If you read or watch interviews with members of The Slits, it’s obvious that they used to get a bit of hassle from men. This includes being told that they couldn’t play properly, being taken for prostitutes when walking down the street and having to argue vociferously with the business guys to keep control of their own image and music. But how much sexism did they encounter in the late 1970’s and would a similar band have it any differently today?
Manager and DJ Don Letts describes a particular issue:
“On the White Riot tour, we had to bribe the coach driver, Norman, to allow them on the bus….. He just couldn’t compute…. women weren’t supposed to be like this!”
The summer of 1976 was hot and it felt like something was going to erupt. Viv Albertine describes how she spent the whole summer trying to learn guitar with Sid Vicious, only to be told she was not good enough. Just as well, really because when Viv joined The Slits, things got a whole lot better.
Live, the band had to front it out. Albertine admits to being terrified with nerves before going onstage, but implies that the bond between the girls gave them the courage and confidence that shines out to the (mostly male) audience.
The Slits practised standing in an assertive way so that they weren’t copying boys’ bands or lacking in confidence. Viv Albertine makes an interesting comment about how German-born Ari Up had none of the English embarrassment about her body (in a 2009 interview with Will Parkhouse):
“She was very relaxed about her body. She pissed on stage … not to be shocking – she deperately needed a piss.”
The freedom with which Ari dances in videos and the naked frontery of the cover of ‘Cut’ serve to confirm that physicality. In fact, following the break-up of The Slits, Ari found another opportunity for freedom:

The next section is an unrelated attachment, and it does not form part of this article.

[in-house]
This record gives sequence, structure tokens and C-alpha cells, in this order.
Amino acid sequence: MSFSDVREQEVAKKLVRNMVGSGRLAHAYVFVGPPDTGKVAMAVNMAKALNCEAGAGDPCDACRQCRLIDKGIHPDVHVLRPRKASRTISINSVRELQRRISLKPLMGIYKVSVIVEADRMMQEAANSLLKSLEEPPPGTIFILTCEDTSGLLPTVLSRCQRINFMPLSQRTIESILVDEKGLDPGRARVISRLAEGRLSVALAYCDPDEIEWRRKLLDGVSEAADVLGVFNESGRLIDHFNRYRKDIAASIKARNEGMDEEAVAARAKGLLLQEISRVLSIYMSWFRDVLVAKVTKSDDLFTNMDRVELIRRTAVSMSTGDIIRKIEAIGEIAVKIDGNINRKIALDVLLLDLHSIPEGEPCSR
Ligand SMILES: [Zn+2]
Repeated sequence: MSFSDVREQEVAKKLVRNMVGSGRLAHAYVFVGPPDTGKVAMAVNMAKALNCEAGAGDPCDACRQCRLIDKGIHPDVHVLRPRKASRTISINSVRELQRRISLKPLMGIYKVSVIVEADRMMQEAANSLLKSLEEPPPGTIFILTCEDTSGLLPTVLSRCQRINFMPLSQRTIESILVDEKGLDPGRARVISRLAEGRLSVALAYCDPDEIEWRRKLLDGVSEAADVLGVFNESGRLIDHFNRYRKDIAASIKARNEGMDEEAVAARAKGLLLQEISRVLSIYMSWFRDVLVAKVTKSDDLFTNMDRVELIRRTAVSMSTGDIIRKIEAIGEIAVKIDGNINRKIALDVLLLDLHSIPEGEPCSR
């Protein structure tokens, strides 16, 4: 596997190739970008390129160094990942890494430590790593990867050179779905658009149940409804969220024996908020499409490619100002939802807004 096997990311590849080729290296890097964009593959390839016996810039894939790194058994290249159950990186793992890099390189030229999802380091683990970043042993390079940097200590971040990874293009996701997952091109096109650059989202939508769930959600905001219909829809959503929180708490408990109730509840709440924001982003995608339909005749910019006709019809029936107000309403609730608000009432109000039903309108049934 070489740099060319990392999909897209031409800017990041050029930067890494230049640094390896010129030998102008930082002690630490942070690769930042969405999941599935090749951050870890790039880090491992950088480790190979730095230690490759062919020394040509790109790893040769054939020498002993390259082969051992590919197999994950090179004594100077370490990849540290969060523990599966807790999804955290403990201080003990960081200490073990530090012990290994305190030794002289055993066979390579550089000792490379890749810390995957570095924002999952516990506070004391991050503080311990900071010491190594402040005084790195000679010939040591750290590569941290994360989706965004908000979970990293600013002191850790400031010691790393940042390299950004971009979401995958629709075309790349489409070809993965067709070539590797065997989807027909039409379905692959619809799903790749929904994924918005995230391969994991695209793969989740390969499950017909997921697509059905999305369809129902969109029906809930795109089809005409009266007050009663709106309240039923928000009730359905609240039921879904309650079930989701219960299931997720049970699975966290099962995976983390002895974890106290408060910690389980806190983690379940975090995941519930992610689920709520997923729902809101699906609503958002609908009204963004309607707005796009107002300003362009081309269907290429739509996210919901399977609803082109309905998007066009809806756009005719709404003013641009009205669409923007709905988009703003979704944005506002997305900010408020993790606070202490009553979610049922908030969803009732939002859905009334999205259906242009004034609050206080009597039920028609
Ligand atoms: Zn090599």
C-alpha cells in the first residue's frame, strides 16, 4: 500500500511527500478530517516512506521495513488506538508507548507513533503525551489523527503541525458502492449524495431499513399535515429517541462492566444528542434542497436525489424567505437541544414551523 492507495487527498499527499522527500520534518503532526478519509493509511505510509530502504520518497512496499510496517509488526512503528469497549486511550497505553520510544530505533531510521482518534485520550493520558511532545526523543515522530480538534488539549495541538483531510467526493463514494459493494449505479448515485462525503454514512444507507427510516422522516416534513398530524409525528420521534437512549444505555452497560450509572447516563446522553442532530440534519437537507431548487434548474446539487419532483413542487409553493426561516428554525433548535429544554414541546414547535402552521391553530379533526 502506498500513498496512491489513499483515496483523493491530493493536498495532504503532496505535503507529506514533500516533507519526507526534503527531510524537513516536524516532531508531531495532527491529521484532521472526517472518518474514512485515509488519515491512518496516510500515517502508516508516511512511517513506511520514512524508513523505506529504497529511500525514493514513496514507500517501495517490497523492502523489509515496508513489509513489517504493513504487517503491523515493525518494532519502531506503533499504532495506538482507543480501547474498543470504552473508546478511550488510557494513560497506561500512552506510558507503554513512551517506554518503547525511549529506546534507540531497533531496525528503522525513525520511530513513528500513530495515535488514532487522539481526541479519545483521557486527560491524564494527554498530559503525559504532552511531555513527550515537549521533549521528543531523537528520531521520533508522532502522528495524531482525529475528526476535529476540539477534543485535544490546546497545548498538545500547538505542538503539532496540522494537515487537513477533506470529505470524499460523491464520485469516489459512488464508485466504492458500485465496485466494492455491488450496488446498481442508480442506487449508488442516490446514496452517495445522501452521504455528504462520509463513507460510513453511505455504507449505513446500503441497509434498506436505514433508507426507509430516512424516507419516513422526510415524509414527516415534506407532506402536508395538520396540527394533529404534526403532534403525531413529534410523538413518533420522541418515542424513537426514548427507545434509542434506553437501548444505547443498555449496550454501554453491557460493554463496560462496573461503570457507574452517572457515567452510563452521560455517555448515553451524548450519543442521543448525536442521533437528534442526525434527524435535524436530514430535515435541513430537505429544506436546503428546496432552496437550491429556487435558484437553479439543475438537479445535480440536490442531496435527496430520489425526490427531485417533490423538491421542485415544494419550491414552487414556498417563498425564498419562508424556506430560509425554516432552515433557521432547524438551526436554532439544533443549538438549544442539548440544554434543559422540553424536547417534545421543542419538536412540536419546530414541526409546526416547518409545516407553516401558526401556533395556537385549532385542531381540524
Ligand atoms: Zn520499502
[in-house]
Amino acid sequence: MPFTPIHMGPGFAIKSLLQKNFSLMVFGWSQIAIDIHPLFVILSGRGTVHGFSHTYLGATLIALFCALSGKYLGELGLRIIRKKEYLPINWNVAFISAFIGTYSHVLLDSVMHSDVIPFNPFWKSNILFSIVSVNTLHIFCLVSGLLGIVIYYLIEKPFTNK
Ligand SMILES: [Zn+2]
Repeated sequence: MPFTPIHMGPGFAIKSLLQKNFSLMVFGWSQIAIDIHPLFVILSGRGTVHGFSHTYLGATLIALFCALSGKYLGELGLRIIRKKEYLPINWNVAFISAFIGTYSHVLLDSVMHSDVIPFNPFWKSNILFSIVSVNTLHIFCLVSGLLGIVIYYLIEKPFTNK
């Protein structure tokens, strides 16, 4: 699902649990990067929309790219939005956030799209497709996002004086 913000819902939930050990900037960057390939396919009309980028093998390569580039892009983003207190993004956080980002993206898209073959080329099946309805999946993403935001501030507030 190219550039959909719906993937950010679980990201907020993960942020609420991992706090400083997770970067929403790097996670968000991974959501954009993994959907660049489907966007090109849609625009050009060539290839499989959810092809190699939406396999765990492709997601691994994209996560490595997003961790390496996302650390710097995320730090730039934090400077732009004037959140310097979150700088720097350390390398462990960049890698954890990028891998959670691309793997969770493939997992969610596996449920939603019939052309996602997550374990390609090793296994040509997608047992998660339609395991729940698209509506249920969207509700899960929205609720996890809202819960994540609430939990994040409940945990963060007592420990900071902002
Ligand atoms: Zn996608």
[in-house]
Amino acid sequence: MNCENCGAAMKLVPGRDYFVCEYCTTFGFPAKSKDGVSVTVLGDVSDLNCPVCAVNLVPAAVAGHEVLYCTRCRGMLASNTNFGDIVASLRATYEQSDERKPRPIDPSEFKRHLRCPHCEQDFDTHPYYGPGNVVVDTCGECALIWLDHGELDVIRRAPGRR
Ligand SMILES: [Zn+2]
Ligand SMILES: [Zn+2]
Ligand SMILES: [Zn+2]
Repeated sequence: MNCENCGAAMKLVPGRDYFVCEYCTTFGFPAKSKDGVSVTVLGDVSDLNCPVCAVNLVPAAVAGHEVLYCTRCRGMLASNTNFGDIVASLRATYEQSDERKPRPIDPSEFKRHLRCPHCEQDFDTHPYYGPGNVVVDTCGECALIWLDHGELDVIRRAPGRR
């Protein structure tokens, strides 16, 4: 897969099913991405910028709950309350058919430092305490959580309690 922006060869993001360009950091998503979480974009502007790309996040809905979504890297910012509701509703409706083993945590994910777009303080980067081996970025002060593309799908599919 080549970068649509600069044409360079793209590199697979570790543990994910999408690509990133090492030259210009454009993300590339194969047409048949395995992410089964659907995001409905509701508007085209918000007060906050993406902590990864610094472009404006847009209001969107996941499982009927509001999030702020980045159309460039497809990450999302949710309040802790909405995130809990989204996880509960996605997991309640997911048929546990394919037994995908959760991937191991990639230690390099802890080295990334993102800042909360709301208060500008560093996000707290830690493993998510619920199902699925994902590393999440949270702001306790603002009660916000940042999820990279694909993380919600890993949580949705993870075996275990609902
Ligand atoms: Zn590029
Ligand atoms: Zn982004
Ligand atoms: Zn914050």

“The ’80s sucked, because it became yuppiefied….I basically just retreated into the jungle, lived naked in Belize and Borneo. I just couldn’t handle it. Tessa went to Africa and lived in the desert.”
Our blogpost Nora Forster explains how John Lydon married Ari Up’s mother, Nora and the couple have brought up Ari’s sons, particularly since 2010 when Ari died of breast cancer. She had refused chemotherapy, apparently because she wanted to keep her rasta dreadlocks.
Perhaps the most interesting thing that runs through the accounts of this period is that most of the negative reactions towards The Slits were accusations about the girls’ impropriety, attempts to manipulate their music or public expressions of shock. There seems to be very little out-and-out direct sexism as we would know it today, particularly from those on the punk scene. It was as if outrage was directed at the band as punks, and this dampened anything else about them as women. The Slits also seemed to believe that feminist concerns of the day missed the point – take the outcry over the ‘Cut’ topless cover:
“I think it was really, really the right thing. It expresses the way we still are, the way we feel, the way we sound and the way we visualise life…. I like in the way that it offended the feminist rights women, for instance. We were just doing a thing spontaneously, naturally.” Ari Up
In the same interview, Ari also explains that the punk scene was protective of girls, with mixed friendship groups being common within punk. Diversity in character, presentation and behaviour was encouraged and gender roles were broad. Ari says that a lot of people at that time were pretty asexual:
“There wasn’t all that cock-rock agenda in the punk scene, which was great for The Slits, because it gave us so much support from the boys in that time. They weren’t sexually motivated…. I never encountered any sexual harassment. I was only 14 and everyone was older than me, but never did a boy come up to me and say: “Oh, have you got a boyfriend, can I fuck you?” There was never any of that, there was always respect. We were protected by the boys as if we were sisters. We were never sexually humiliated. That shows the innocence, right there.”
As someone who was even younger than Ari Up, living in smalltown England at the time, I can totally agree with her. As punkgirls, we showed spirit and no-nonsense attitude which semed to make boys realise we were one of the gang and not objects of desire. But you may know different, of course…..